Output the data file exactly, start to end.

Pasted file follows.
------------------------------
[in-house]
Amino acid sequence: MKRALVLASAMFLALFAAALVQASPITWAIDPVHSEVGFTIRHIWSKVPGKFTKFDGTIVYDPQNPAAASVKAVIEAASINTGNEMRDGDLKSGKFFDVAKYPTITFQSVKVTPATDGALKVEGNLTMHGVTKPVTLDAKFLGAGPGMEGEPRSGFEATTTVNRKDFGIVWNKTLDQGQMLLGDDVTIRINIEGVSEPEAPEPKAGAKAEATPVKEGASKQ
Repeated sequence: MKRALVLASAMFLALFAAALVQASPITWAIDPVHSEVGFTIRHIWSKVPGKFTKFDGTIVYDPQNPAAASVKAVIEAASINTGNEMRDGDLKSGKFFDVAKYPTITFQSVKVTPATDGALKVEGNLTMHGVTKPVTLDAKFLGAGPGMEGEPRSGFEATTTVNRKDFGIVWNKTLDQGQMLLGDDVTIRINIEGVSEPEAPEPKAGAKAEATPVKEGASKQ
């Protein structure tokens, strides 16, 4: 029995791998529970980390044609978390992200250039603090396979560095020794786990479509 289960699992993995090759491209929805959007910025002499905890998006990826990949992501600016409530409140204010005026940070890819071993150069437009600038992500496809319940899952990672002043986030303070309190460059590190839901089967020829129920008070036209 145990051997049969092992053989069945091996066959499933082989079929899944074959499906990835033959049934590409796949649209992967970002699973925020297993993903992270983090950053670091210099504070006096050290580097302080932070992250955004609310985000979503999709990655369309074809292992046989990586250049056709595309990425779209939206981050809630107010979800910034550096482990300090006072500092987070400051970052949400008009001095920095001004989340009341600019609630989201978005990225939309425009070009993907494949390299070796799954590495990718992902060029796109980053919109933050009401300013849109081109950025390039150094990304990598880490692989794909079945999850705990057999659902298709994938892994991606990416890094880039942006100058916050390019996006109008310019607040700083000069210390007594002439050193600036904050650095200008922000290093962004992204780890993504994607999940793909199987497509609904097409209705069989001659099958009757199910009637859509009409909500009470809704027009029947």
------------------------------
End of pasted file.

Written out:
[in-house]
Amino acid sequence: MKRALVLASAMFLALFAAALVQASPITWAIDPVHSEVGFTIRHIWSKVPGKFTKFDGTIVYDPQNPAAASVKAVIEAASINTGNEMRDGDLKSGKFFDVAKYPTITFQSVKVTPATDGALKVEGNLTMHGVTKPVTLDAKFLGAGPGMEGEPRSGFEATTTVNRKDFGIVWNKTLDQGQMLLGDDVTIRINIEGVSEPEAPEPKAGAKAEATPVKEGASKQ
Repeated sequence: MKRALVLASAMFLALFAAALVQASPITWAIDPVHSEVGFTIRHIWSKVPGKFTKFDGTIVYDPQNPAAASVKAVIEAASINTGNEMRDGDLKSGKFFDVAKYPTITFQSVKVTPATDGALKVEGNLTMHGVTKPVTLDAKFLGAGPGMEGEPRSGFEATTTVNRKDFGIVWNKTLDQGQMLLGDDVTIRINIEGVSEPEAPEPKAGAKAEATPVKEGASKQ
């Protein structure tokens, strides 16, 4: 029995791998529970980390044609978390992200250039603090396979560095020794786990479509 289960699992993995090759491209929805959007910025002499905890998006990826990949992501600016409530409140204010005026940070890819071993150069437009600038992500496809319940899952990672002043986030303070309190460059590190839901089967020829129920008070036209 145990051997049969092992053989069945091996066959499933082989079929899944074959499906990835033959049934590409796949649209992967970002699973925020297993993903992270983090950053670091210099504070006096050290580097302080932070992250955004609310985000979503999709990655369309074809292992046989990586250049056709595309990425779209939206981050809630107010979800910034550096482990300090006072500092987070400051970052949400008009001095920095001004989340009341600019609630989201978005990225939309425009070009993907494949390299070796799954590495990718992902060029796109980053919109933050009401300013849109081109950025390039150094990304990598880490692989794909079945999850705990057999659902298709994938892994991606990416890094880039942006100058916050390019996006109008310019607040700083000069210390007594002439050193600036904050650095200008922000290093962004992204780890993504994607999940793909199987497509609904097409209705069989001659099958009757199910009637859509009409909500009470809704027009029947």